Written by Kaitlin Oliver, Transforming Lives Trainee
Throughout history, reptiles have found their way into many different forms of art. All cultures have represented these animals through arts such as paintings, pottery and tattoos. Each culture have their own beliefs on what reptiles mean to them.
In aboriginal art, lizards are often painted in dotted mosaics. Belief says that lizards are part of the Dreaming Stories that relate to the creation of the natural world and to the role of Ancestors and humans in that world.
Dragons are seen in many cultures on all forms of art. In Chinese culture, the dragon is a mythical creature often depicted as a serpent-like being with the ability to fly. It is seen as symbol of power, strength, and good luck. It’s a central figure in Chinese art, especially in traditional paintings and sculptures.
Many Native American tribes created rock carvings (known as petroglyphs) featuring reptiles, such as snakes and turtles. These images often held spiritual and symbolic significance, connecting the people to their natural surroundings.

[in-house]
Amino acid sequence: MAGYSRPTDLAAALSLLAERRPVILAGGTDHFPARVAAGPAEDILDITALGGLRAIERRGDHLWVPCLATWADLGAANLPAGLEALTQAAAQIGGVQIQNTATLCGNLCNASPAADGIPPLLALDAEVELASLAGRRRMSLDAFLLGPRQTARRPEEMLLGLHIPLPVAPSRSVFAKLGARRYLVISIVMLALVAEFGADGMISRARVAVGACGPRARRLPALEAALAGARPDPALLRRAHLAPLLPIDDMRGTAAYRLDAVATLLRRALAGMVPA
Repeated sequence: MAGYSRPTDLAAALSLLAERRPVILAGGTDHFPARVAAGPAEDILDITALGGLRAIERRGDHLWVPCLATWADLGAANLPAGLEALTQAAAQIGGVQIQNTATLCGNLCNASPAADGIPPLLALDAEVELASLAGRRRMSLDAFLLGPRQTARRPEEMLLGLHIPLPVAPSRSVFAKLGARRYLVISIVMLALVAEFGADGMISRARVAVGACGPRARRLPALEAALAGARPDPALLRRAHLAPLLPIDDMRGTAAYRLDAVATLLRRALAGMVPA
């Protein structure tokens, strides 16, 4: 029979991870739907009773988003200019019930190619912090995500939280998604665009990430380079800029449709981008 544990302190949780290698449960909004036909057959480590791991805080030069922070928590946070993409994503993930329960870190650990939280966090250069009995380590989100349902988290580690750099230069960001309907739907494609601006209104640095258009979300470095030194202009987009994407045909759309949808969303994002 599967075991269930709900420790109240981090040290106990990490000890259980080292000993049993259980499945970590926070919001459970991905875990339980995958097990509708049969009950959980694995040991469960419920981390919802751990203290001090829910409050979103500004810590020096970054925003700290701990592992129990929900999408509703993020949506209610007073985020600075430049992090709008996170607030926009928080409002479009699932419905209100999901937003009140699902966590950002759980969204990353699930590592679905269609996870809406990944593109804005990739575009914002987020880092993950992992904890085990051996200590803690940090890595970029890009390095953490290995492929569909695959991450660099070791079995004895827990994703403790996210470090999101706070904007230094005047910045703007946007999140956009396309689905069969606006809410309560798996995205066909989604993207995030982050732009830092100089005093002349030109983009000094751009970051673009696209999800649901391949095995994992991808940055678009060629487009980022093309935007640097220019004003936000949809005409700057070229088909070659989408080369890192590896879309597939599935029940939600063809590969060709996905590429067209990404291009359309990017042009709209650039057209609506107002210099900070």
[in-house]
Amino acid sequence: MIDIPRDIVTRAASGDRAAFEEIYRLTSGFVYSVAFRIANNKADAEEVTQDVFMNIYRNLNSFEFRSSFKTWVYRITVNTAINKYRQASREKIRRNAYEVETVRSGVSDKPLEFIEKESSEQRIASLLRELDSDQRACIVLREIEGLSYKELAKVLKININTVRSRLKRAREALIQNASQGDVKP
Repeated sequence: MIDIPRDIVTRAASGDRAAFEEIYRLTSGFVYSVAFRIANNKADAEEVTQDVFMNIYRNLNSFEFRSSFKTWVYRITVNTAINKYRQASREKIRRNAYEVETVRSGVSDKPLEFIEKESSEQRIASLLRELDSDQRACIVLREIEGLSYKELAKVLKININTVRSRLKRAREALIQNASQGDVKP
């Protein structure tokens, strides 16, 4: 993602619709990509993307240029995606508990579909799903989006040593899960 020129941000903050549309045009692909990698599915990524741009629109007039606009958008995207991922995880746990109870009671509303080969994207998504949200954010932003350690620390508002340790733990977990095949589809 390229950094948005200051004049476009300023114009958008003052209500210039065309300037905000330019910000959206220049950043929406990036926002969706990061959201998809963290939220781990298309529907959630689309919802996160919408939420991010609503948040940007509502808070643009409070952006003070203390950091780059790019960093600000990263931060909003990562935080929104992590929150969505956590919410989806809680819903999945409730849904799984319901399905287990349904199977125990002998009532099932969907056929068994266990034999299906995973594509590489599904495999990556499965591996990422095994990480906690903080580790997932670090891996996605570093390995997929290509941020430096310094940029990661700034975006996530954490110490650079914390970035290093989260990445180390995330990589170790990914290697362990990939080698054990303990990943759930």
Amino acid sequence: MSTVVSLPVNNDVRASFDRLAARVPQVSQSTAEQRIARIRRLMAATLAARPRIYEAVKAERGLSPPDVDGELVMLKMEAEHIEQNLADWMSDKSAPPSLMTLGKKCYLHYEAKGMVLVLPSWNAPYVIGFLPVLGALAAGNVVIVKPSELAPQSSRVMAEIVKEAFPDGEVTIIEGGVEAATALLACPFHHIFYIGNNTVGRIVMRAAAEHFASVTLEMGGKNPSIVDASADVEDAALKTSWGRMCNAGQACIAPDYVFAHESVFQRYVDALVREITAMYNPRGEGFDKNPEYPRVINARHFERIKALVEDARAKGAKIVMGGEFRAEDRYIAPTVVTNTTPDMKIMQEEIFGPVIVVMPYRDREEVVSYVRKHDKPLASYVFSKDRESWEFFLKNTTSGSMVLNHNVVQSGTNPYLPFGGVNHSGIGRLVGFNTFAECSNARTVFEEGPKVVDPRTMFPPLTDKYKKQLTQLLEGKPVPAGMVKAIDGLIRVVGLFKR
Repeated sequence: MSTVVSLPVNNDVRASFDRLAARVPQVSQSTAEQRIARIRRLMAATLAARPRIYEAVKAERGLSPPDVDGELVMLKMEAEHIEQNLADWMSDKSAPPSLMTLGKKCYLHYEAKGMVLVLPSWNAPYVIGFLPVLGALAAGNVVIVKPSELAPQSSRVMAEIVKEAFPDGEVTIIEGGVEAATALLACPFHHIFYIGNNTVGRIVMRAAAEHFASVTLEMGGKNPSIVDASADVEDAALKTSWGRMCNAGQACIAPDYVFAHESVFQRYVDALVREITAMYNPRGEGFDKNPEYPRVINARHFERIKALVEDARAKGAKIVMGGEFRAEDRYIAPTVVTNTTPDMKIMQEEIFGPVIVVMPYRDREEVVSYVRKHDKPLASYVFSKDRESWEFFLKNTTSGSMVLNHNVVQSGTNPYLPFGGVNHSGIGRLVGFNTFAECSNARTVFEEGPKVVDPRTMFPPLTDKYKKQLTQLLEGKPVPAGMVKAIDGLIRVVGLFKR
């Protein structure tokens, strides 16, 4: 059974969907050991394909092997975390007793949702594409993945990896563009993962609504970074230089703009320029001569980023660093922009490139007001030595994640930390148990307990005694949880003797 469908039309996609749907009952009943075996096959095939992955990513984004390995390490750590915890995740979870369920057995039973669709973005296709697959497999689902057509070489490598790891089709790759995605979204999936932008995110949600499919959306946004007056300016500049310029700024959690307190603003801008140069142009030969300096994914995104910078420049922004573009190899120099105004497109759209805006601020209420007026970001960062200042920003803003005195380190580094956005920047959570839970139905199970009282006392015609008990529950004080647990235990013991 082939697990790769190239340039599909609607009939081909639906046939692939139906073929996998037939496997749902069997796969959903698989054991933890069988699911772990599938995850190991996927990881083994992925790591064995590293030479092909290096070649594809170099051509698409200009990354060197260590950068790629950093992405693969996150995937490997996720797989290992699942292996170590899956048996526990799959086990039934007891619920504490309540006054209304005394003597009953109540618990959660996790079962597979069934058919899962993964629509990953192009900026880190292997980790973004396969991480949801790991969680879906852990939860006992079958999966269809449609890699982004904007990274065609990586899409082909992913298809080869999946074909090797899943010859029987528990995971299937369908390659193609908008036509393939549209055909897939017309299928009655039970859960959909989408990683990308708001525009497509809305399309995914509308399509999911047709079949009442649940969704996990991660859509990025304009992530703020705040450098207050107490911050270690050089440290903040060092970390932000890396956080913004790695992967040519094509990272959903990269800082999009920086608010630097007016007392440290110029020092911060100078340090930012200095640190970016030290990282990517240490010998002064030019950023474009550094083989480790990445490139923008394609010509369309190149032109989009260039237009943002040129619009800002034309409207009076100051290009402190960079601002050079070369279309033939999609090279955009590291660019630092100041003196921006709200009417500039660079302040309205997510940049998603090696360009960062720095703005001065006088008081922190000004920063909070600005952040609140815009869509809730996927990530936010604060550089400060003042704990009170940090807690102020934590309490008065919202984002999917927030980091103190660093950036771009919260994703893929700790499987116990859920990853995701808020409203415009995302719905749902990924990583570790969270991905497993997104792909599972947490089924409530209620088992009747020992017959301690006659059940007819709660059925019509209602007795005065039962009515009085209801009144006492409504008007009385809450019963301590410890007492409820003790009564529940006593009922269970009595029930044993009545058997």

In the modern tattoo word, reptiles continue to be a source of inspiration. Reptilian motifs, such as snakes and dragons, are popular choices in tattoo art across various cultures. They can symbolize protection, transformation, or personal strength.
Showcasing the diversity of cultural artistic representations of reptiles, you can see that reptiles have held a complex and multifaceted place in human culture, from ancient mythologies to contemporary expression. Reptiles often symbolize both awe and fear, power and danger, and the natural world’s intricate beauty.